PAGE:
Collect the whole set of Carnival Book Cards, available September,. October ...
Tuck. Everlasting by Natalie Babbitt. When Winnie meets the Tuck family, she.
Collect the whole set of Carnival Book Cards, available September, October, and November! Just cut, paste & file! Use these for teaching hints, book information, and more! ®
Bill Wallace Animal-loving former teacher and writer
Curriculum Tie-In: 1. In the story, Ruff is just a red pup who often makes mistakes, but when Adam is in trouble, Ruff acts heroically. Ask students to come up with a list of other fictional dogs from books, TV, and movies who act courageously. Then ask students to find examples of real heroic dogs in the news and in daily life. Ask students to explain what makes an animal heroic. 2. Adam is at a point where he is just starting to take on “grown-up” responsibilities and learning what it means to be an adult. Do your students consider themselves adults or kids, or somewhere in between? What do they do that makes them kids? What responsibilities do they have that are “grown-up?” Do students believe they would be able to be the “man” (or “woman”) of their household? 3. The cabin in Wyoming is isolated from the rest of society. Have the class imagine what it would be like to see only their own family for a week, a month, or even a year. Ask students if they have ever spent time away from society and if so, for how long. Can students think of any situations in which people still live very isolated from the rest of the world?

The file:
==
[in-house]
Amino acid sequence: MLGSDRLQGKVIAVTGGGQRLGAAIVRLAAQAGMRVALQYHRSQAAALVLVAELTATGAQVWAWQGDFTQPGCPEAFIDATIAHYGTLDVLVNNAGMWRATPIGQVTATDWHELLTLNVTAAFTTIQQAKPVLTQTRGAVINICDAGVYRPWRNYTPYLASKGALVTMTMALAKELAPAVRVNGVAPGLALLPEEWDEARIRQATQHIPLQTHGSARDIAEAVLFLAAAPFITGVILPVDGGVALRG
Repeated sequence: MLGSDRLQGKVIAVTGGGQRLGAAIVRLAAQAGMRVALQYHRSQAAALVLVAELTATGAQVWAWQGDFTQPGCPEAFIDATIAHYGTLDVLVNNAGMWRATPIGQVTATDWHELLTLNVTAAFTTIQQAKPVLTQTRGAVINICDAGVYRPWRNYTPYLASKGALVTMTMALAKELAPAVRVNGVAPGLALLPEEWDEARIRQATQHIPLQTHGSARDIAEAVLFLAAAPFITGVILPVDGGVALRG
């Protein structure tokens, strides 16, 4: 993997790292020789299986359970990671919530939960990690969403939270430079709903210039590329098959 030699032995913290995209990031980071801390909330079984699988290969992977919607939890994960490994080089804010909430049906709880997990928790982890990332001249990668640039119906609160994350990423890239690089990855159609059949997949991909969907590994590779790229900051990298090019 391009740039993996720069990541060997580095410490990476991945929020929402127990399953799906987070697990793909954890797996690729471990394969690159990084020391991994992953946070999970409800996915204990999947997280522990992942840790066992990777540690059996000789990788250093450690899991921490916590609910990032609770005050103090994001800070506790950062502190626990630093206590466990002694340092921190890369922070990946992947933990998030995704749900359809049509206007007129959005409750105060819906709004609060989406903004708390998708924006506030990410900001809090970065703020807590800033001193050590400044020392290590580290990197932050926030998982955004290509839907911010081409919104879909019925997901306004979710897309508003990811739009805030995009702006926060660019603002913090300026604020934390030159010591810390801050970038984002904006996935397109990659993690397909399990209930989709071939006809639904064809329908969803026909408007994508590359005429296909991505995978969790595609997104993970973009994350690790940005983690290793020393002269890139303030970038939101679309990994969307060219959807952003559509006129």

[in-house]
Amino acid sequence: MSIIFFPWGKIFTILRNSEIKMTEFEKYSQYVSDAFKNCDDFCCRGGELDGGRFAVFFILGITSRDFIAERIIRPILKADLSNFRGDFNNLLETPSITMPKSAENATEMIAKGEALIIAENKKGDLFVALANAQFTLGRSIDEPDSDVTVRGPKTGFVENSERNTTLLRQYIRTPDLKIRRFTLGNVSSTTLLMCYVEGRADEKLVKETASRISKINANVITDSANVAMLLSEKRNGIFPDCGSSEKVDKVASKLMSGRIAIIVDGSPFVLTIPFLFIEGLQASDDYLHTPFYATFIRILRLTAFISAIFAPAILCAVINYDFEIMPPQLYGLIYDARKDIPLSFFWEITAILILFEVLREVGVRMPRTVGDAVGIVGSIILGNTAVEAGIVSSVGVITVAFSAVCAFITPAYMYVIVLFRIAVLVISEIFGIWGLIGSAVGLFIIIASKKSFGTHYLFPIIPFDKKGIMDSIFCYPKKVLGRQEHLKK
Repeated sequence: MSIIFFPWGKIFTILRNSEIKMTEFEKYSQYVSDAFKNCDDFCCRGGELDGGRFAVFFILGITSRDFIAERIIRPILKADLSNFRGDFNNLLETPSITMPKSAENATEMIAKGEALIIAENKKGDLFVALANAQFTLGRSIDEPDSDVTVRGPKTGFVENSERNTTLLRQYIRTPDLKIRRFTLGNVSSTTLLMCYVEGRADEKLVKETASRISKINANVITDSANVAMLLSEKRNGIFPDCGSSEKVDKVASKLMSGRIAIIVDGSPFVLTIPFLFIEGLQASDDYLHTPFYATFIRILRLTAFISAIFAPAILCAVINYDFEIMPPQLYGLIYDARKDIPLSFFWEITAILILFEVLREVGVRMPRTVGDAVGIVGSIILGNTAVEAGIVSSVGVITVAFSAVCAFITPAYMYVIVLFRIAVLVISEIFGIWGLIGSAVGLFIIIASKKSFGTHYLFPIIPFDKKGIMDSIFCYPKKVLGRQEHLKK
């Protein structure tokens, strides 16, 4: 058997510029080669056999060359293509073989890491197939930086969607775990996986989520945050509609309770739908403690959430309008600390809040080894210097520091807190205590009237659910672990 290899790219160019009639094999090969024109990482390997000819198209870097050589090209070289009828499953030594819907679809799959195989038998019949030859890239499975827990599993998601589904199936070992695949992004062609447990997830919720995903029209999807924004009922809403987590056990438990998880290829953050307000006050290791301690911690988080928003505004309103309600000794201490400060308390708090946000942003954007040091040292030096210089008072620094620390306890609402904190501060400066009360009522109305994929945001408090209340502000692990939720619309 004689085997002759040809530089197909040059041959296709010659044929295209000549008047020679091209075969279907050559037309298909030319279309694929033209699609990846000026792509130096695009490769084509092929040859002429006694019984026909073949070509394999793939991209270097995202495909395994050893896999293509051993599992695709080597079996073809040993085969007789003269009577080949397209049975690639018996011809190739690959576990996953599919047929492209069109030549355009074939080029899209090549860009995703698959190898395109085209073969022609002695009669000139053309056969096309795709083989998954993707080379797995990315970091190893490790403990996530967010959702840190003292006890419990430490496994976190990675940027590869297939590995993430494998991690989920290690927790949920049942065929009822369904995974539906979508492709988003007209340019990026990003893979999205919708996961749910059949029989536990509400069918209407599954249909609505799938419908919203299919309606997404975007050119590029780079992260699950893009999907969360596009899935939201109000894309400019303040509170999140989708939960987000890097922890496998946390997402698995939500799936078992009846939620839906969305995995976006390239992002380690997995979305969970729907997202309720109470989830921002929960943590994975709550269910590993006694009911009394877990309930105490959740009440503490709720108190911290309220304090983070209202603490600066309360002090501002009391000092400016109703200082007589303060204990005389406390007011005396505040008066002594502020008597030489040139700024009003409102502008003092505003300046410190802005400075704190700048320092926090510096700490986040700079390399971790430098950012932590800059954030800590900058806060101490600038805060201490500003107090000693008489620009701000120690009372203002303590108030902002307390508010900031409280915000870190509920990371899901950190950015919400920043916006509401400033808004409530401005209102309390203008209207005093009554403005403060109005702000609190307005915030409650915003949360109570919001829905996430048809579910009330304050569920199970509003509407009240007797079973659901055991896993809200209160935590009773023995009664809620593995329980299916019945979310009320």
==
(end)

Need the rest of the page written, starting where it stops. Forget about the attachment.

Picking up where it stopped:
Genre: Middle Grade Fiction, History, Frontier life
R ED D OG
“Accessible language and the story plot give the book special appeal to reluctant readers.” —School Library Journal
Red Dog by Bill Wallace Living in the rugged Wyoming mountains in the 1860s, 12-year-old Adam finds his courage put to the test when he is left in charge of the household. Will he and the red pup be able to save the family?
Natalie Babbitt Newbery Honor Book author and illustrator
“Rarely does one find a book with such prose…. It is rich in imagery and punctuated with…humor.” —Horn Book
Tuck Everlasting by Natalie Babbitt When Winnie meets the Tuck family, she learns that knowing the secret to eternal life can be a burden rather than a blessing. 4
Curriculum Tie-In: 1. Have your students imagine that they found the fountain of youth. Who would they share their discovery with? Would they limit in any way who could drink from the fountain? Discuss with the class the problems that would arise in a world where everyone could live forever. Would students hold the same opinions about a medicine that could cure every disease? 2. Ask students to choose what would be the best age to stay at forever and list four reasons why they chose it. Then have them imagine what the worst possible age to stay at forever would be and list four negative things about being that age. Have students defend and debate their choices. Encourage students to find positive and negative things about every age. 3. The epilogue of the book has the Tucks returning to Treegap and taking stock of the changes after many years, in 1948. Imagine the Tucks have come to your town today. With your class, create a scrapbook to explain the changes that have taken place in the world, including world events, politics, inventions, and discoveries.
Genre: Middle Grade Fiction, Science Fiction, Fantasy